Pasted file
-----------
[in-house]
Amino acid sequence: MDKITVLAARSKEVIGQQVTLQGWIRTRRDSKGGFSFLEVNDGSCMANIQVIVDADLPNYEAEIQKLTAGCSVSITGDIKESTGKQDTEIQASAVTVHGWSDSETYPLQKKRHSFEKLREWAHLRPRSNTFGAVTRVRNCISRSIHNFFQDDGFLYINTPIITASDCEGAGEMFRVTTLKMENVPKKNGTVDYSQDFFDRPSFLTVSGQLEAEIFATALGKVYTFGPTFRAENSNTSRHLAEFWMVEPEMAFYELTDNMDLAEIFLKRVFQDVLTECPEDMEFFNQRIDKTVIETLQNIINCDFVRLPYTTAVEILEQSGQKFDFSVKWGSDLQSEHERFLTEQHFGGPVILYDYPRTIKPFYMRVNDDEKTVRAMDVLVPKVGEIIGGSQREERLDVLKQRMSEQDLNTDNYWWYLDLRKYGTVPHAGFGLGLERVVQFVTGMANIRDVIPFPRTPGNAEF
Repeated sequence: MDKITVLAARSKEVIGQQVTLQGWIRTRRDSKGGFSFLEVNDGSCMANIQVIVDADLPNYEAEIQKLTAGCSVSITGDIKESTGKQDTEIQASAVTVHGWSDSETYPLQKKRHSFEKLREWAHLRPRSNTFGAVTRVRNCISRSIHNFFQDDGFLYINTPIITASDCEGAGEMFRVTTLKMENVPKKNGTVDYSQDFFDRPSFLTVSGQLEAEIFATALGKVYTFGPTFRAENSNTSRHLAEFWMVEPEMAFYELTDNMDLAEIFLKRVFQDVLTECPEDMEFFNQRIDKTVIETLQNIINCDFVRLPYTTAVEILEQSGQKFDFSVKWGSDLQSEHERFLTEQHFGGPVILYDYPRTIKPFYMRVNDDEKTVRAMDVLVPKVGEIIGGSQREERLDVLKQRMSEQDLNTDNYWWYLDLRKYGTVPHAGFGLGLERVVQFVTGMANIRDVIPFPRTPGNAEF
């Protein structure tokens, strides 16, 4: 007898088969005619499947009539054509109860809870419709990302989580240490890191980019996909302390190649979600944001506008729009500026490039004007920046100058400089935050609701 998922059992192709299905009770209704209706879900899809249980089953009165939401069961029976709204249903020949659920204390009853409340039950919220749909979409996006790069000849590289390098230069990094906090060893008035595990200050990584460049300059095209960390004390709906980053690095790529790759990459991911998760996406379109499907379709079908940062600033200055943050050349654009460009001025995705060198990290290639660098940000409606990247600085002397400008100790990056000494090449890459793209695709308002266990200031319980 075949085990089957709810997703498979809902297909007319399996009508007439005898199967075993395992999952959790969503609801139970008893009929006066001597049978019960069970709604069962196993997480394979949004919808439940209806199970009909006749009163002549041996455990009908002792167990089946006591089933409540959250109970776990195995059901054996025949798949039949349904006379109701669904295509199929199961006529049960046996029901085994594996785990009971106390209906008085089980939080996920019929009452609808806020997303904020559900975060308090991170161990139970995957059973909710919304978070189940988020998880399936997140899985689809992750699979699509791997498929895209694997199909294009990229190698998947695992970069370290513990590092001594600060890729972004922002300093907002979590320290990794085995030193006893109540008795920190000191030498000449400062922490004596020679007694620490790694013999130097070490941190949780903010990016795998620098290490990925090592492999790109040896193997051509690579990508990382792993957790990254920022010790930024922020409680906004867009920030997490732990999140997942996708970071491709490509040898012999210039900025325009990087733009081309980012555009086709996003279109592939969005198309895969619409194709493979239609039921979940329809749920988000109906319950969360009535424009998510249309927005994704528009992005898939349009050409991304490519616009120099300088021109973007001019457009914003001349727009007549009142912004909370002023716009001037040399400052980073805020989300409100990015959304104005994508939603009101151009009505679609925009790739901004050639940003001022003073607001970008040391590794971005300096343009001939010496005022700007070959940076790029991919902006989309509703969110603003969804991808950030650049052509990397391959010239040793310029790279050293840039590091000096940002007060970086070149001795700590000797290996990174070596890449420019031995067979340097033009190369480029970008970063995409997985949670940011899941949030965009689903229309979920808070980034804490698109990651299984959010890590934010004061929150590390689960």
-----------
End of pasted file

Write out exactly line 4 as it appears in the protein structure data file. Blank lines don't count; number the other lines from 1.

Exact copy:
């Protein structure tokens, strides 16, 4: 007898088969005619499947009539054509109860809870419709990302989580240490890191980019996909302390190649979600944001506008729009500026490039004007920046100058400089935050609701 998922059992192709299905009770209704209706879900899809249980089953009165939401069961029976709204249903020949659920204390009853409340039950919220749909979409996006790069000849590289390098230069990094906090060893008035595990200050990584460049300059095209960390004390709906980053690095790529790759990459991911998760996406379109499907379709079908940062600033200055943050050349654009460009001025995705060198990290290639660098940000409606990247600085002397400008100790990056000494090449890459793209695709308002266990200031319980 075949085990089957709810997703498979809902297909007319399996009508007439005898199967075993395992999952959790969503609801139970008893009929006066001597049978019960069970709604069962196993997480394979949004919808439940209806199970009909006749009163002549041996455990009908002792167990089946006591089933409540959250109970776990195995059901054996025949798949039949349904006379109701669904295509199929199961006529049960046996029901085994594996785990009971106390209906008085089980939080996920019929009452609808806020997303904020559900975060308090991170161990139970995957059973909710919304978070189940988020998880399936997140899985689809992750699979699509791997498929895209694997199909294009990229190698998947695992970069370290513990590092001594600060890729972004922002300093907002979590320290990794085995030193006893109540008795920190000191030498000449400062922490004596020679007694620490790694013999130097070490941190949780903010990016795998620098290490990925090592492999790109040896193997051509690579990508990382792993957790990254920022010790930024922020409680906004867009920030997490732990999140997942996708970071491709490509040898012999210039900025325009990087733009081309980012555009086709996003279109592939969005198309895969619409194709493979239609039921979940329809749920988000109906319950969360009535424009998510249309927005994704528009992005898939349009050409991304490519616009120099300088021109973007001019457009914003001349727009007549009142912004909370002023716009001037040399400052980073805020989300409100990015959304104005994508939603009101151009009505679609925009790739901004050639940003001022003073607001970008040391590794971005300096343009001939010496005022700007070959940076790029991919902006989309509703969110603003969804991808950030650049052509990397391959010239040793310029790279050293840039590091000096940002007060970086070149001795700590000797290996990174070596890449420019031995067979340097033009190369480029970008970063995409997985949670940011899941949030965009689903229309979920808070980034804490698109990651299984959010890590934010004061929150590390689960």